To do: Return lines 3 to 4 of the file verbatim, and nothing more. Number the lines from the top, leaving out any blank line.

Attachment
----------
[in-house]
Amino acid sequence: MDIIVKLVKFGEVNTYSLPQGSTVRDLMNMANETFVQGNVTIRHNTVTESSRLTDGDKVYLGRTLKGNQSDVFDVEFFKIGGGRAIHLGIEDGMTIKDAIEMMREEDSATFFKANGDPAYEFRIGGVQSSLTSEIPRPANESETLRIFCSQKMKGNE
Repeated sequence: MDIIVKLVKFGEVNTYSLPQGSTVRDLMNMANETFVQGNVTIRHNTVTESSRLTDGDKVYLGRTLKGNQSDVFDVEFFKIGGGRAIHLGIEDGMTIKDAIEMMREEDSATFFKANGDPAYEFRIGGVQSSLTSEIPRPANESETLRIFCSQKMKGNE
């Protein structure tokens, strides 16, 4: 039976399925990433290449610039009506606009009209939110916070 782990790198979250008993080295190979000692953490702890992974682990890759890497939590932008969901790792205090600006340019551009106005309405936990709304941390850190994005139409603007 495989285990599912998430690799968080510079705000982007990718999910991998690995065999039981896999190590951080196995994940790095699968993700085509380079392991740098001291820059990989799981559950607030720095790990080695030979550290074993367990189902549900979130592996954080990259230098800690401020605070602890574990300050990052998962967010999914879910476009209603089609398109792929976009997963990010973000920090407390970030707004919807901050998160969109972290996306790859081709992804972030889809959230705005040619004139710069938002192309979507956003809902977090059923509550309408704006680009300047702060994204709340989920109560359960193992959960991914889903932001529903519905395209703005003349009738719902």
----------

Repeated sequence: MDIIVKLVKFGEVNTYSLPQGSTVRDLMNMANETFVQGNVTIRHNTVTESSRLTDGDKVYLGRTLKGNQSDVFDVEFFKIGGGRAIHLGIEDGMTIKDAIEMMREEDSATFFKANGDPAYEFRIGGVQSSLTSEIPRPANESETLRIFCSQKMKGNE
């Protein structure tokens, strides 16, 4: 039976399925990433290449610039009506606009009209939110916070 782990790198979250008993080295190979000692953490702890992974682990890759890497939590932008969901790792205090600006340019551009106005309405936990709304941390850190994005139409603007 495989285990599912998430690799968080510079705000982007990718999910991998690995065999039981896999190590951080196995994940790095699968993700085509380079392991740098001291820059990989799981559950607030720095790990080695030979550290074993367990189902549900979130592996954080990259230098800690401020605070602890574990300050990052998962967010999914879910476009209603089609398109792929976009997963990010973000920090407390970030707004919807901050998160969109972290996306790859081709992804972030889809959230705005040619004139710069938002192309979507956003809902977090059923509550309408704006680009300047702060994204709340989920109560359960193992959960991914889903932001529903519905395209703005003349009738719902």